Few preachers look forward to the opportunity to ask the church for money.
We don’t look forward to having our motives questioned, people getting irritable or doing the “talk of shame” to encourage the church to give to meet budget. If that’s what we think happens in the process of asking the church for money, all of those things will happen—and they should. There is no vision or spirituality behind “the ask,” and the asker lacks personal conviction that encourages people to give.
I had the blessing of sitting with a world-class fundraiser on a plane flight from Houston to Burbank many years ago.
He was responsible for raising hundreds of millions of dollars a year for a university. I was just starting out in ministry and realized I was going to be held largely responsible for cultivating the giving life of the church. So, I asked him if he had any tips for me.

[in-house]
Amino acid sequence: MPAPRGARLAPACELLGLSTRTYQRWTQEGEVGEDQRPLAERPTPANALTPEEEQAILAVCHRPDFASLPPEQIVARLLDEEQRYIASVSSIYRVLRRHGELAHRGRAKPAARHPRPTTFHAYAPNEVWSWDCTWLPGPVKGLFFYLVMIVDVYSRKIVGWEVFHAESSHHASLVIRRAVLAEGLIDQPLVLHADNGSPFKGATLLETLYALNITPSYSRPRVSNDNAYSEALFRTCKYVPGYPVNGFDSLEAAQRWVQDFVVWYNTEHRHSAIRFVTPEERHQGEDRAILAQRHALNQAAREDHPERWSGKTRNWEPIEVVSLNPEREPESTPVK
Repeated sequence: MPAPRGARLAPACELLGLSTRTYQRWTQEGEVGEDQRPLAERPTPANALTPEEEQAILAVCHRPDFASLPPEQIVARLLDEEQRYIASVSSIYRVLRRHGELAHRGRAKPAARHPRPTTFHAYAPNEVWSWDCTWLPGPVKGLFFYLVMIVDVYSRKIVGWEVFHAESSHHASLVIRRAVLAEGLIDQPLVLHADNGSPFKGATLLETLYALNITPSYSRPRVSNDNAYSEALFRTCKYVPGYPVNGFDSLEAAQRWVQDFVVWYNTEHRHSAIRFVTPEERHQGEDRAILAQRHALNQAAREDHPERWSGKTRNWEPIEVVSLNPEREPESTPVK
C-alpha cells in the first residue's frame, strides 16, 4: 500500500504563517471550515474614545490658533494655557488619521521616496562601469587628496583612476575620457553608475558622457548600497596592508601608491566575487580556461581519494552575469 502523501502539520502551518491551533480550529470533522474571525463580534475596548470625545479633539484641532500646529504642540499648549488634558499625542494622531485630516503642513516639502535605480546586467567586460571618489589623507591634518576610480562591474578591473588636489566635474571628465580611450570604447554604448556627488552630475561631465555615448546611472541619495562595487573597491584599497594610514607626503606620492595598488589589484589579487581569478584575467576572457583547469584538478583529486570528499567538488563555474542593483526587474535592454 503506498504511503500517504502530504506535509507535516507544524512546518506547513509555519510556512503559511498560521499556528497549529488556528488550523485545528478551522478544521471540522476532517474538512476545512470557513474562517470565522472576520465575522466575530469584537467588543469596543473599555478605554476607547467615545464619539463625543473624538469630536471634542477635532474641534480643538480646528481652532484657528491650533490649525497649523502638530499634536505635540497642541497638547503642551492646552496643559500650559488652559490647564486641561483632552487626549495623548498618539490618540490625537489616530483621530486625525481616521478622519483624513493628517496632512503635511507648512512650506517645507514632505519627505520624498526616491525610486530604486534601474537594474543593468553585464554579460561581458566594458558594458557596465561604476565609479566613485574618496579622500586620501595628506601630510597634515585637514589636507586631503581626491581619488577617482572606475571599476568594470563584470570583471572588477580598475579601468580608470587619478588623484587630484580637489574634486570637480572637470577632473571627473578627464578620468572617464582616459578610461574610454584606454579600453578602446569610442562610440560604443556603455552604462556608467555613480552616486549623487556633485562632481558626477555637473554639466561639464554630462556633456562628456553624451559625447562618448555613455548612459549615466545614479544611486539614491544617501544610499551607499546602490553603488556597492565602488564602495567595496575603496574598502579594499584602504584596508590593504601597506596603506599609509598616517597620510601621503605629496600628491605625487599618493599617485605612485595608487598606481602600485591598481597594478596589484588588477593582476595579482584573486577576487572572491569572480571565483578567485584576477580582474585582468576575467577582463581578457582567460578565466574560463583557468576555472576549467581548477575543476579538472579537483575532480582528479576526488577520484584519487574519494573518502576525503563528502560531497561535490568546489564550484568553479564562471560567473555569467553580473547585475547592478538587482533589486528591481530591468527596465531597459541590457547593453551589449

He said he always thought “raising money” (there’s obviously more to it than that in the church context) was easy.
He said, all you must have is a worthy cause and a worthy asker.
He said you must have one or the other for anyone to give. If you have both, “raising money” is a rather simple process—because you’re asking people to do something they already want to do. You are asking them to participate in something truly worthwhile with someone or some institution they love and/or respect.
I can’t tell you how helpful that’s been to me over the years.
It simplified the process for me and forced me to ask, rigorously, whether I had the two things: a worthy cause and if I was a worthy asker.
I’ve tweaked his formula just a hair over the years—and I think he’ll like it—I’ll have to ask him the next time I see him. I’ve changed worthy “cause” to worthy “causes,” making room for spiritual growth through the process of giving. Meaning, the givers’ own spiritual growth through their giving is a cause unto itself.